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Insurance Industry compliance with GDPR

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The General Data Protection Regulation (GDPR) is due to come into force on the 25th of May 2018. This short article is focused on the GDPR in the particular context of the Insurance Industry. Specialised consideration of the new Regulation is essential given that non-compliance with GDPR rules may lead to the imposition of heavy fines among a number of other sanctions.

It is essential to note is that the GDPR will apply to insurance companies all around the world and not only those which are based in member states of the European Union. Should your company, in the course of its operations, process the personal data of European citizens then it must be GDPR compliant. What this means is that you must ensure that all of your preparations have been completed prior to the activation of the GDPR.

Data processors’ responsibilities under GDPR

In the context of GDPR and the insurance industry, one of the most significant developments is that the burden of ensuring compliance will now be divided between data controllers and data processors. Until now, the responsibility of ensuring the security of any processing of the data under their control was borne by data controllers. Data subjects can now take action against both data processors and data controllers if issues regarding the processing of their data arise.

As the majority of insurance providers are data controllers, which are dependant on 3rd party processing, the new rules under the GDPR might in fact be better for them. Be that as it may, it is crucial that all contracts between insurance companies and data processors take into account the obligation that all parties be GDPR compliant.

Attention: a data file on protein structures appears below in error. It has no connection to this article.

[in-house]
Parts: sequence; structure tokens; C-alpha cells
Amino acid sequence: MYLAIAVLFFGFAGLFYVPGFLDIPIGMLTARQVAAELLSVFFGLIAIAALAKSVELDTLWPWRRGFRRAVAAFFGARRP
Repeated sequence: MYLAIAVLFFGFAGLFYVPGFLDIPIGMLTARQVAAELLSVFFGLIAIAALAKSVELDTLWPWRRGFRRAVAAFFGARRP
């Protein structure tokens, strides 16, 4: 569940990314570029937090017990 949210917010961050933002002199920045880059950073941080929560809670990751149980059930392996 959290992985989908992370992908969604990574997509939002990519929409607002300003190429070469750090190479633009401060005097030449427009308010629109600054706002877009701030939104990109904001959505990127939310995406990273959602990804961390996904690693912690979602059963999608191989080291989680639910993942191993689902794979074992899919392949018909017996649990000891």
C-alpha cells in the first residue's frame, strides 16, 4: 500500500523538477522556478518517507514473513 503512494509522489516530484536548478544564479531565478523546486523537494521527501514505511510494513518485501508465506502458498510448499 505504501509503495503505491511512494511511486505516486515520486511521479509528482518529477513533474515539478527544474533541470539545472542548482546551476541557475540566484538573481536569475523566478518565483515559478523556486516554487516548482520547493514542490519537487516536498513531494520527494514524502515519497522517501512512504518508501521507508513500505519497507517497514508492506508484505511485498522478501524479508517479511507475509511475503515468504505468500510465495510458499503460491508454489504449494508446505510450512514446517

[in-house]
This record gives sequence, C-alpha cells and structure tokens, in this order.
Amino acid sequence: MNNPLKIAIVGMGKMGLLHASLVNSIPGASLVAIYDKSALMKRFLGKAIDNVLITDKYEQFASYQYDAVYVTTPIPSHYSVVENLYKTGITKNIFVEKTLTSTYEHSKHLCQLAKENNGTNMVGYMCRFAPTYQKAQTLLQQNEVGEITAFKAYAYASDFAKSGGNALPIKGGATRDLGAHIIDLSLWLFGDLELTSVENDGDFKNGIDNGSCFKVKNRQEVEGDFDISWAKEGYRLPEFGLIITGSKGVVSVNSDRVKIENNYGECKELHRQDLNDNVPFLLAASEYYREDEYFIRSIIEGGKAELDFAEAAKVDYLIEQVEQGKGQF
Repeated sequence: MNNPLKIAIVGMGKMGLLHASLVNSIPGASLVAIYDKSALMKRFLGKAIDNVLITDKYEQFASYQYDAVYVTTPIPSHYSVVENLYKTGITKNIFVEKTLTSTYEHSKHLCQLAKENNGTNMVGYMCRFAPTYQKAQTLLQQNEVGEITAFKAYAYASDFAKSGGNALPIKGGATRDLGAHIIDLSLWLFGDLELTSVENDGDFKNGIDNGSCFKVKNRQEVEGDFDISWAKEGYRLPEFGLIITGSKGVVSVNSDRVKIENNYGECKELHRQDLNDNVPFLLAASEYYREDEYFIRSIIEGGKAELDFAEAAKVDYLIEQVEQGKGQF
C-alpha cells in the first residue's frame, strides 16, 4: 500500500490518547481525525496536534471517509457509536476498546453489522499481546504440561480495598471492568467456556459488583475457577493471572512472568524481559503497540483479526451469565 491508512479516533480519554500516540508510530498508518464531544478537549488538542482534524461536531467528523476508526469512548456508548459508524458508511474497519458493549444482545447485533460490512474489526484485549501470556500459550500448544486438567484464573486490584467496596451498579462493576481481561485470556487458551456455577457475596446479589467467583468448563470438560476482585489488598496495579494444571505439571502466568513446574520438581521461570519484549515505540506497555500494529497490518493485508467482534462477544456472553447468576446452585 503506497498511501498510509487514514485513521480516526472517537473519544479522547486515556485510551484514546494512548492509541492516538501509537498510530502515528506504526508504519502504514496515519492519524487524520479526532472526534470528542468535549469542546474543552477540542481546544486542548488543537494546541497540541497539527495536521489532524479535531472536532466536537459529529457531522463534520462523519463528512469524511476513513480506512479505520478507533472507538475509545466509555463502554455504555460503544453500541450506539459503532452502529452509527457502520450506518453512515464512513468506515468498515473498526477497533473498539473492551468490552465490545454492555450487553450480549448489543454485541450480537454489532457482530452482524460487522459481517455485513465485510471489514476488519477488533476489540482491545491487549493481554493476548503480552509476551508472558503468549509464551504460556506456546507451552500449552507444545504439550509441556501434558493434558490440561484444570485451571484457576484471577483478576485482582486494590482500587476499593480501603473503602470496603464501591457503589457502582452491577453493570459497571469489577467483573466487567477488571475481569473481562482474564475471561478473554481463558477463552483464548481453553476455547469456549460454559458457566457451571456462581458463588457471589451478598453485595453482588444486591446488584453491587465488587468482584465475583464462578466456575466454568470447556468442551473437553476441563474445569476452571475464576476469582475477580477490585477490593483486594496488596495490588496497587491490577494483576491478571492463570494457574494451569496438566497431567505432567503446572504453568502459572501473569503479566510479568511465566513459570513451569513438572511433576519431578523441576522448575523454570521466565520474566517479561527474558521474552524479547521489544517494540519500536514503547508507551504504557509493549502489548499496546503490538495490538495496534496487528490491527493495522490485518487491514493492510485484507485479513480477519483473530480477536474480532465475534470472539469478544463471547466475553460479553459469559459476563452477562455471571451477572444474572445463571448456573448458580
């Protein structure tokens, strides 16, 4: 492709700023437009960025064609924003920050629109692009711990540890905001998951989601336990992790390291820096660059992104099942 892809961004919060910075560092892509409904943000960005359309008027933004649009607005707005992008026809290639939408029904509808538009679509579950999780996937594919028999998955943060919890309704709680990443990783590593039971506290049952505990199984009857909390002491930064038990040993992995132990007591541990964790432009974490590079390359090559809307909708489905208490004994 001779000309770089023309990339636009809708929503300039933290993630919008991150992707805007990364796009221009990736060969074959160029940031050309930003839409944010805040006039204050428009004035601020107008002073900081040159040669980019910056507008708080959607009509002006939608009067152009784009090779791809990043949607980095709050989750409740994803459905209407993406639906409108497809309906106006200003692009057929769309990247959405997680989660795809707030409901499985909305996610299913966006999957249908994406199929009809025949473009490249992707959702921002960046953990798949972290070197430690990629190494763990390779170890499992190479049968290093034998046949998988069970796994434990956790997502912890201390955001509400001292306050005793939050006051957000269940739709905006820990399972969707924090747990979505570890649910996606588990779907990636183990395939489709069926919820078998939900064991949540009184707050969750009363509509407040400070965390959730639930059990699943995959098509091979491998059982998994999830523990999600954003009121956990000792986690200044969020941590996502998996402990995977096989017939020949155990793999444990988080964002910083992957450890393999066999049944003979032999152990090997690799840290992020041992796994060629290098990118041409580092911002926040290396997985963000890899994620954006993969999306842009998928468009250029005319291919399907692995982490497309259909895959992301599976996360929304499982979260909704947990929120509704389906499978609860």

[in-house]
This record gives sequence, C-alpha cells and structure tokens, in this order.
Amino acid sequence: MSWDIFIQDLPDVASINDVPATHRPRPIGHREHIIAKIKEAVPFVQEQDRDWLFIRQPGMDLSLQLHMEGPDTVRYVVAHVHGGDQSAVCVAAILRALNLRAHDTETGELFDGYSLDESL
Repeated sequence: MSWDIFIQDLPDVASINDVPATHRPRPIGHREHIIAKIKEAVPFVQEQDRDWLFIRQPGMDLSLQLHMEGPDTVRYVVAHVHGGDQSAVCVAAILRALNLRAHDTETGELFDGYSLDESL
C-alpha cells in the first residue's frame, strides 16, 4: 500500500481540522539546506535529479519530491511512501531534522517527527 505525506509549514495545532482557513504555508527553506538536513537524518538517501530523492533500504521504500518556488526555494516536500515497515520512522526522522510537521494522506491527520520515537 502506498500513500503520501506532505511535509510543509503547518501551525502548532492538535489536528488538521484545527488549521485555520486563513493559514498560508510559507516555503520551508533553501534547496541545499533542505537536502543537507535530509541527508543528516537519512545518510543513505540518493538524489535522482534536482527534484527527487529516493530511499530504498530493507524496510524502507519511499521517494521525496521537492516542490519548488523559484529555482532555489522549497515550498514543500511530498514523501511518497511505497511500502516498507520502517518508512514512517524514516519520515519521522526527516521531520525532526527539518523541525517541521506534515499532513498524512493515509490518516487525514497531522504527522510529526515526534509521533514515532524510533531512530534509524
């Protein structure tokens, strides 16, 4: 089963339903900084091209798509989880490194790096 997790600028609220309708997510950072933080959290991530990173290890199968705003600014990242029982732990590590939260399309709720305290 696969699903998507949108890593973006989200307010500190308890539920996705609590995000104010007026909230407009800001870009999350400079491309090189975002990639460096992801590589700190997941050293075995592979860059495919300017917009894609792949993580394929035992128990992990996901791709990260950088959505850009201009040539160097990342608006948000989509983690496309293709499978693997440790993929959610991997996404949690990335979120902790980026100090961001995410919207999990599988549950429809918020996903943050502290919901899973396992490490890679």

Insurance industry profiling under the GDPR

Another domain where GDPR will undoubtedly have a major impact on the insurance industry is that of profiling. Profiling is often used in the insurance industry as a means of undertaking actions like setting premiums, uncovering possible fraud and planning marketing campaigns.

The GDPR introduces a new definition of ‘profiling’. Profiling is defined as any automated decision making process, in particular the analysis and prediction of work performance, economic category, health status, personal interests and preferences, dependability and behaviour, location and movement. Clearly, this covers the majority of purposes for which profiling is used by the insurance industry.

Article 30 of the GDPR introduces a new right which declares that nobody should be subject to an entirely automated decision except in circumstances where; such a decision is deemed necessary as part of an agreement between the data subject and the data controller, the decision is legally required, or categorical consent has been furnished by the data subject.

It is noteworthy that this right is applicable only when the whole decision is made using an automated process, and no human intervention whatsoever is involved.